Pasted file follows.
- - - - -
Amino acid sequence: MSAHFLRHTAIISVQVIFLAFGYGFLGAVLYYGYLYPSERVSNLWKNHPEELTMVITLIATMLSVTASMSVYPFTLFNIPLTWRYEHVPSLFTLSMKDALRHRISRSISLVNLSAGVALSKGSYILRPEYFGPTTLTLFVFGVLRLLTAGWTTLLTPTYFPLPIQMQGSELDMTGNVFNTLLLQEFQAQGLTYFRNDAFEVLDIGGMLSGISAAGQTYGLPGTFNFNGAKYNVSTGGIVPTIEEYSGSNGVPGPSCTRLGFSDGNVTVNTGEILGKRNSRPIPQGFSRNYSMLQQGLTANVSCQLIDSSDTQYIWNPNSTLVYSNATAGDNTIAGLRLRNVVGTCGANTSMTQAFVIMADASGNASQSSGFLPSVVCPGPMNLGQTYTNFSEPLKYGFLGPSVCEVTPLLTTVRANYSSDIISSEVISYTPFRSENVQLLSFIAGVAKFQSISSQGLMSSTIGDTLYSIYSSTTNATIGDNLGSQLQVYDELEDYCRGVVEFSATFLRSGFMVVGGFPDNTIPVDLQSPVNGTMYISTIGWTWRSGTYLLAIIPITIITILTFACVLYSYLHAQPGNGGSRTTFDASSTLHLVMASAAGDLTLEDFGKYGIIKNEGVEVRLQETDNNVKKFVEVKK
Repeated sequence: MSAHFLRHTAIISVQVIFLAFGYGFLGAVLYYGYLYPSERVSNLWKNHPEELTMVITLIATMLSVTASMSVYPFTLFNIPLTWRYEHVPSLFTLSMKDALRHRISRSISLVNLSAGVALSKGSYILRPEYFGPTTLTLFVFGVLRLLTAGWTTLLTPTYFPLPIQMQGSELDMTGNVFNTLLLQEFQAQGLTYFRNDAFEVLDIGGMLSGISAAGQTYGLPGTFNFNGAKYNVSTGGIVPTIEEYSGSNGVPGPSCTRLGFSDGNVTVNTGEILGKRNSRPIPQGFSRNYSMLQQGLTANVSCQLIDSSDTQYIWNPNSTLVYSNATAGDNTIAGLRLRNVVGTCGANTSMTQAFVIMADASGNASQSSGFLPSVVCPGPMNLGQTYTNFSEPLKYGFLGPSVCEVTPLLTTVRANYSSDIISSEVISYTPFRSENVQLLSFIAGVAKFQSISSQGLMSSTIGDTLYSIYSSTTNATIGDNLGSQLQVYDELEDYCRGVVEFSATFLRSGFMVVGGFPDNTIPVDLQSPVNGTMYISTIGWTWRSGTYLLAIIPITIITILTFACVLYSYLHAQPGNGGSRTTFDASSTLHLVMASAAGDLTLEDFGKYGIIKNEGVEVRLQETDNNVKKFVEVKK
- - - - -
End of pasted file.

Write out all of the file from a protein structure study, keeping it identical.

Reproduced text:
Amino acid sequence: MSAHFLRHTAIISVQVIFLAFGYGFLGAVLYYGYLYPSERVSNLWKNHPEELTMVITLIATMLSVTASMSVYPFTLFNIPLTWRYEHVPSLFTLSMKDALRHRISRSISLVNLSAGVALSKGSYILRPEYFGPTTLTLFVFGVLRLLTAGWTTLLTPTYFPLPIQMQGSELDMTGNVFNTLLLQEFQAQGLTYFRNDAFEVLDIGGMLSGISAAGQTYGLPGTFNFNGAKYNVSTGGIVPTIEEYSGSNGVPGPSCTRLGFSDGNVTVNTGEILGKRNSRPIPQGFSRNYSMLQQGLTANVSCQLIDSSDTQYIWNPNSTLVYSNATAGDNTIAGLRLRNVVGTCGANTSMTQAFVIMADASGNASQSSGFLPSVVCPGPMNLGQTYTNFSEPLKYGFLGPSVCEVTPLLTTVRANYSSDIISSEVISYTPFRSENVQLLSFIAGVAKFQSISSQGLMSSTIGDTLYSIYSSTTNATIGDNLGSQLQVYDELEDYCRGVVEFSATFLRSGFMVVGGFPDNTIPVDLQSPVNGTMYISTIGWTWRSGTYLLAIIPITIITILTFACVLYSYLHAQPGNGGSRTTFDASSTLHLVMASAAGDLTLEDFGKYGIIKNEGVEVRLQETDNNVKKFVEVKK
Repeated sequence: MSAHFLRHTAIISVQVIFLAFGYGFLGAVLYYGYLYPSERVSNLWKNHPEELTMVITLIATMLSVTASMSVYPFTLFNIPLTWRYEHVPSLFTLSMKDALRHRISRSISLVNLSAGVALSKGSYILRPEYFGPTTLTLFVFGVLRLLTAGWTTLLTPTYFPLPIQMQGSELDMTGNVFNTLLLQEFQAQGLTYFRNDAFEVLDIGGMLSGISAAGQTYGLPGTFNFNGAKYNVSTGGIVPTIEEYSGSNGVPGPSCTRLGFSDGNVTVNTGEILGKRNSRPIPQGFSRNYSMLQQGLTANVSCQLIDSSDTQYIWNPNSTLVYSNATAGDNTIAGLRLRNVVGTCGANTSMTQAFVIMADASGNASQSSGFLPSVVCPGPMNLGQTYTNFSEPLKYGFLGPSVCEVTPLLTTVRANYSSDIISSEVISYTPFRSENVQLLSFIAGVAKFQSISSQGLMSSTIGDTLYSIYSSTTNATIGDNLGSQLQVYDELEDYCRGVVEFSATFLRSGFMVVGGFPDNTIPVDLQSPVNGTMYISTIGWTWRSGTYLLAIIPITIITILTFACVLYSYLHAQPGNGGSRTTFDASSTLHLVMASAAGDLTLEDFGKYGIIKNEGVEVRLQETDNNVKKFVEVKK